The temperature reads minus 14 degrees, but with the wind chill, it’s probably hovering somewhere near minus 35. The cattle are huddled in the corral, seeking any spot they can find out of the wind. You know it’s cold when the cattle choose to come into the corral, rather than seeking shelter behind a windbreak in the pasture. The horses are standing deep inside the pole barn and the feeder calves have sought refuge inside the barn. The weather isn’t fit for anything to be outside.    

            Yet, the cafeteria remains open. All the schools are closed from Colorado Springs east to the Kansas state line and south to the Oklahoma and New Mexico state lines. But the livestock has to be fed and watered. This is the lifestyle we chose to pursue years ago. We could have opted to be sitting in a heat-filled office, looking out a skyscraper window, questioning why people insist on fighting the elements as they walk down the street taking care of their business.

            My Border collie and blue heeler gladly hop into the cab of the flatbed, eager to help feed but understanding that it’s too frigid to frolic outside. We head out to hay the cows, trying to keep them bunched up as much as possible to maintain the body heat. It’s not so bad dropping off the hay, except when the cows not-so-gently nudge me out of the way so they can get to the food. That done, it’s time to chop the ice. We don’t have heaters on our stock tanks, so I get to exercise my muscles. It’s kind of fun in it’s own way, skating across the stock tank just to entertain myself. With all the layers of clothes I have on, I didn’t realize it was so frigid until I finished with the first tank and noticed I was slathered in ice chips that had flown from the tank. And I had to literally pry my fingers off the axe.

 I knew better than to pull off my frozen gloves and place my hands over the pickup’s defroster, but I did it anyway. The pain was excruciating! Just three more tanks to, as my dad used to say, make a hole in big enough for the cows to get a straw through. Yet, this is the lifestyle we chose to pursue—feeding America! The postman’s creed may be to carry the mail in all types of weather, but I have seen days when the mail didn’t arrive at our house, yet we still had to feed and water livestock.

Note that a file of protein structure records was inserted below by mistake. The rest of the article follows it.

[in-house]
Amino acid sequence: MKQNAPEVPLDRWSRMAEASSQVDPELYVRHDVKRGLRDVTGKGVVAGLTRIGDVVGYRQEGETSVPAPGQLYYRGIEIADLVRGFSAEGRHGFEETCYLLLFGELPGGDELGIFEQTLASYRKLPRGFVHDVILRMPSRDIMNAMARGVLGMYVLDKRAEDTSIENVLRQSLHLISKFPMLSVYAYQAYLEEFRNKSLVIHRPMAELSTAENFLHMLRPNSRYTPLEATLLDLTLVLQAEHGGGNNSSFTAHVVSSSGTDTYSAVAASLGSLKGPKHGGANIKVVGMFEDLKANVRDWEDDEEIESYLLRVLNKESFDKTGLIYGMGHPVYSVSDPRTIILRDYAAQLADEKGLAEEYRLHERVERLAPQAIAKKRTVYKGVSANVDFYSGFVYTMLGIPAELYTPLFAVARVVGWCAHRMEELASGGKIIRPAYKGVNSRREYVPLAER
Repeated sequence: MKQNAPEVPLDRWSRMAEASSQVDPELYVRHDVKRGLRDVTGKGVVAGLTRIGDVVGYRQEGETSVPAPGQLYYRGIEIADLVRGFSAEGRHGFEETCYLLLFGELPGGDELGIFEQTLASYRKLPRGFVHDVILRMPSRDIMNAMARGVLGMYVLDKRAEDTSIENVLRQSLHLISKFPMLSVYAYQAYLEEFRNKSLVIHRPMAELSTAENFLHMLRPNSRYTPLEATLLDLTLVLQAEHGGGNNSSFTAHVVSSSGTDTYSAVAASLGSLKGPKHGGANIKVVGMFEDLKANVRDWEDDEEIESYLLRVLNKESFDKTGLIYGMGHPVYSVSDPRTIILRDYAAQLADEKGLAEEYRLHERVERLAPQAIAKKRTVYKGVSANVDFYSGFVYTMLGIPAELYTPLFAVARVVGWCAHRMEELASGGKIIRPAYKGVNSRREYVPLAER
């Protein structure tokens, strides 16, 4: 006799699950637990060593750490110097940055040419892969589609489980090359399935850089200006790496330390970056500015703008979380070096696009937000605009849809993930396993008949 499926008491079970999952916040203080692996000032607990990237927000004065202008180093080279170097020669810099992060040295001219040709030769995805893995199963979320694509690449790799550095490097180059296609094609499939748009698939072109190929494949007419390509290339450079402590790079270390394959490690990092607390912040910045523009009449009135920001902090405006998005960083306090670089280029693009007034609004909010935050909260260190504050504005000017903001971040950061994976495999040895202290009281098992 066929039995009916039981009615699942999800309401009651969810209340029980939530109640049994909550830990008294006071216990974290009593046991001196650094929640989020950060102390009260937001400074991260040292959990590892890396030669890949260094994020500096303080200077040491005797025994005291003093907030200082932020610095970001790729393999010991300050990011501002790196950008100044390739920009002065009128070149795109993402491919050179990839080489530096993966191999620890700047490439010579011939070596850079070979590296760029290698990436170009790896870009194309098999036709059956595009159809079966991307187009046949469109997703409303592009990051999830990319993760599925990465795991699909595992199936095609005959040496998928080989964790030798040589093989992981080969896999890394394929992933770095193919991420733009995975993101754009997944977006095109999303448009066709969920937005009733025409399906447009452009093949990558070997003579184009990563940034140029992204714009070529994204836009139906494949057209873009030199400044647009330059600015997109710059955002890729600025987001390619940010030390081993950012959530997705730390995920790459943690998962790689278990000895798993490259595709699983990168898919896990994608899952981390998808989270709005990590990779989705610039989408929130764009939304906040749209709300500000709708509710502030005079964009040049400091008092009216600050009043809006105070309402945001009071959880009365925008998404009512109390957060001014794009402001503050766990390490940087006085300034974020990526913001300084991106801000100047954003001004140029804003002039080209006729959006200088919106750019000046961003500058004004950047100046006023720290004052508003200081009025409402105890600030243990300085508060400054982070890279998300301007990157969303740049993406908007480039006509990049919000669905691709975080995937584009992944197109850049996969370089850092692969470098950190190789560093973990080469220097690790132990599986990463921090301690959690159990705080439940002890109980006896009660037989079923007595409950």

My fingers are screaming! The dogs and I fed the bulls. Being around those massive creatures doesn’t really bother me, and even less so when it’s cold like this. They don’t like to expend any more energy than necessary, so they just stand there while I dump out a little cake and throw off the hay. Made ‘em a straw hole and headed back to the house. I don’t think my fingers are attached to my hand any longer.

Hey, great news! It’s warmed up six degrees since I went out this morning! Now it’s a balmy minus 8, but the wind chill hasn’t changed much. And I keep telling myself this is the lifestyle I chose years ago. I see many of the Midwest airports are closed. The country’s midsection has nearly come to a standstill. It’s then I fully grasp the concept that I wasn’t the only producer out caring for livestock this morning. All across America producers were caring for livestock or trying to preserve their fragile fruits and vegetables, because this is the lifestyle we chose to pursue years ago.

            People are frantically trying to find alternate flights out of recently opened airports, trying to make connections so they can finish their business. Many will make that connection in time to enjoy a business dinner or simply a family gathering around the table tonight.

            I don’t care if you’re a vegan or if you love a good steak, you need to thank America’s agricultural producers for that dinner. While you’re worrying about making that airline connection or closing a business deal, we producers are braving the elements trying to protect what is on your plate tonight. Yes, it’s the lifestyle we chose to life years ago. I love this life, America, and I wouldn’t trade it for anything! 

Jean Meizner:     Jean is a member of the El Paso County Farm Bureau Federation who lives in Yoder, Colorado. She graduated from Colorado State University with a B.S. (take it any way you wish, she says) in Agricultural Journalism. Jean has a great sense of humor, enjoys helping others and is one of Colorado’s coolest ranch women.